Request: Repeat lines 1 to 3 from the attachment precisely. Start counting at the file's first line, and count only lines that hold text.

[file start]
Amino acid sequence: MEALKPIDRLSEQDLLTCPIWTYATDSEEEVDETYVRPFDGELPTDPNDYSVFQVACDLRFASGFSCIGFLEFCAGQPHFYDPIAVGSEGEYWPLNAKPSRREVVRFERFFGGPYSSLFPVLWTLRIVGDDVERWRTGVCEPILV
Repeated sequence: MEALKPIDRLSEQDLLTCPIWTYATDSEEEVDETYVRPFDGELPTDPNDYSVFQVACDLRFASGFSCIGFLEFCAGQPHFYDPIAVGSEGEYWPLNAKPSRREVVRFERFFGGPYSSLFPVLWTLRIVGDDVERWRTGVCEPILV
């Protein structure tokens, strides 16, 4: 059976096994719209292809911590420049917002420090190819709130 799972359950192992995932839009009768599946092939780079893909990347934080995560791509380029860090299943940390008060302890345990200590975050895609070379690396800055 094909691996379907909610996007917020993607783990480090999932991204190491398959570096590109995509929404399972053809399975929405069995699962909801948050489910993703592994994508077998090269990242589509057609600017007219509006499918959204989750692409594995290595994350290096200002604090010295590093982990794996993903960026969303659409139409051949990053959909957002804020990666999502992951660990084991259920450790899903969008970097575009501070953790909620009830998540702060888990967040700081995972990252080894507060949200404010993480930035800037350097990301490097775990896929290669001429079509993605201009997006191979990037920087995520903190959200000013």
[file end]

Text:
Amino acid sequence: MEALKPIDRLSEQDLLTCPIWTYATDSEEEVDETYVRPFDGELPTDPNDYSVFQVACDLRFASGFSCIGFLEFCAGQPHFYDPIAVGSEGEYWPLNAKPSRREVVRFERFFGGPYSSLFPVLWTLRIVGDDVERWRTGVCEPILV
Repeated sequence: MEALKPIDRLSEQDLLTCPIWTYATDSEEEVDETYVRPFDGELPTDPNDYSVFQVACDLRFASGFSCIGFLEFCAGQPHFYDPIAVGSEGEYWPLNAKPSRREVVRFERFFGGPYSSLFPVLWTLRIVGDDVERWRTGVCEPILV
């Protein structure tokens, strides 16, 4: 059976096994719209292809911590420049917002420090190819709130 799972359950192992995932839009009768599946092939780079893909990347934080995560791509380029860090299943940390008060302890345990200590975050895609070379690396800055 094909691996379907909610996007917020993607783990480090999932991204190491398959570096590109995509929404399972053809399975929405069995699962909801948050489910993703592994994508077998090269990242589509057609600017007219509006499918959204989750692409594995290595994350290096200002604090010295590093982990794996993903960026969303659409139409051949990053959909957002804020990666999502992951660990084991259920450790899903969008970097575009501070953790909620009830998540702060888990967040700081995972990252080894507060949200404010993480930035800037350097990301490097775990896929290669001429079509993605201009997006191979990037920087995520903190959200000013």